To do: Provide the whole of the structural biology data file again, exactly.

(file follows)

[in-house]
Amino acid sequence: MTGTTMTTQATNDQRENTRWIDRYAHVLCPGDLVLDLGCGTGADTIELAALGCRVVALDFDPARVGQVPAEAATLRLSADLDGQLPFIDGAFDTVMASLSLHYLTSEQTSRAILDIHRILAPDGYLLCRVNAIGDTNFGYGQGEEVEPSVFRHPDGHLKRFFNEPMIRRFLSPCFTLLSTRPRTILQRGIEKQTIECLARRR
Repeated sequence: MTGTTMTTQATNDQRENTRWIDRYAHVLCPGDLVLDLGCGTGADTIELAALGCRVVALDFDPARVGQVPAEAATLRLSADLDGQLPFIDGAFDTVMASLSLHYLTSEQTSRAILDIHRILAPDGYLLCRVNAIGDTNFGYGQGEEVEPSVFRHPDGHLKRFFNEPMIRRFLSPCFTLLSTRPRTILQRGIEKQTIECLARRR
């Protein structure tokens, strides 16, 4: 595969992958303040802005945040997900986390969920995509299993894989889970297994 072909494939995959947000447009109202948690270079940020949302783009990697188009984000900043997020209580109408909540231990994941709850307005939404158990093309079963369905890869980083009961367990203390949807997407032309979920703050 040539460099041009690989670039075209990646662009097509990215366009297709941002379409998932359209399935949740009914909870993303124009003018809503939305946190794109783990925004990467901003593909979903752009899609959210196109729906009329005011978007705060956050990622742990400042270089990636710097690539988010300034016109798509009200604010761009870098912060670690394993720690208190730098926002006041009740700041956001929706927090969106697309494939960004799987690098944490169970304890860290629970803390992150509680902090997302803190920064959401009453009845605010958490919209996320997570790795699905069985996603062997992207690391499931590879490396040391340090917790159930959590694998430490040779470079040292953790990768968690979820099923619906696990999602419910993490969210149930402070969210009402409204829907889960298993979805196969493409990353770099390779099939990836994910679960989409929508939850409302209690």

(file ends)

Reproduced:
[in-house]
Amino acid sequence: MTGTTMTTQATNDQRENTRWIDRYAHVLCPGDLVLDLGCGTGADTIELAALGCRVVALDFDPARVGQVPAEAATLRLSADLDGQLPFIDGAFDTVMASLSLHYLTSEQTSRAILDIHRILAPDGYLLCRVNAIGDTNFGYGQGEEVEPSVFRHPDGHLKRFFNEPMIRRFLSPCFTLLSTRPRTILQRGIEKQTIECLARRR
Repeated sequence: MTGTTMTTQATNDQRENTRWIDRYAHVLCPGDLVLDLGCGTGADTIELAALGCRVVALDFDPARVGQVPAEAATLRLSADLDGQLPFIDGAFDTVMASLSLHYLTSEQTSRAILDIHRILAPDGYLLCRVNAIGDTNFGYGQGEEVEPSVFRHPDGHLKRFFNEPMIRRFLSPCFTLLSTRPRTILQRGIEKQTIECLARRR
């Protein structure tokens, strides 16, 4: 595969992958303040802005945040997900986390969920995509299993894989889970297994 072909494939995959947000447009109202948690270079940020949302783009990697188009984000900043997020209580109408909540231990994941709850307005939404158990093309079963369905890869980083009961367990203390949807997407032309979920703050 040539460099041009690989670039075209990646662009097509990215366009297709941002379409998932359209399935949740009914909870993303124009003018809503939305946190794109783990925004990467901003593909979903752009899609959210196109729906009329005011978007705060956050990622742990400042270089990636710097690539988010300034016109798509009200604010761009870098912060670690394993720690208190730098926002006041009740700041956001929706927090969106697309494939960004799987690098944490169970304890860290629970803390992150509680902090997302803190920064959401009453009845605010958490919209996320997570790795699905069985996603062997992207690391499931590879490396040391340090917790159930959590694998430490040779470079040292953790990768968690979820099923619906696990999602419910993490969210149930402070969210009402409204829907889960298993979805196969493409990353770099390779099939990836994910679960989409929508939850409302209690």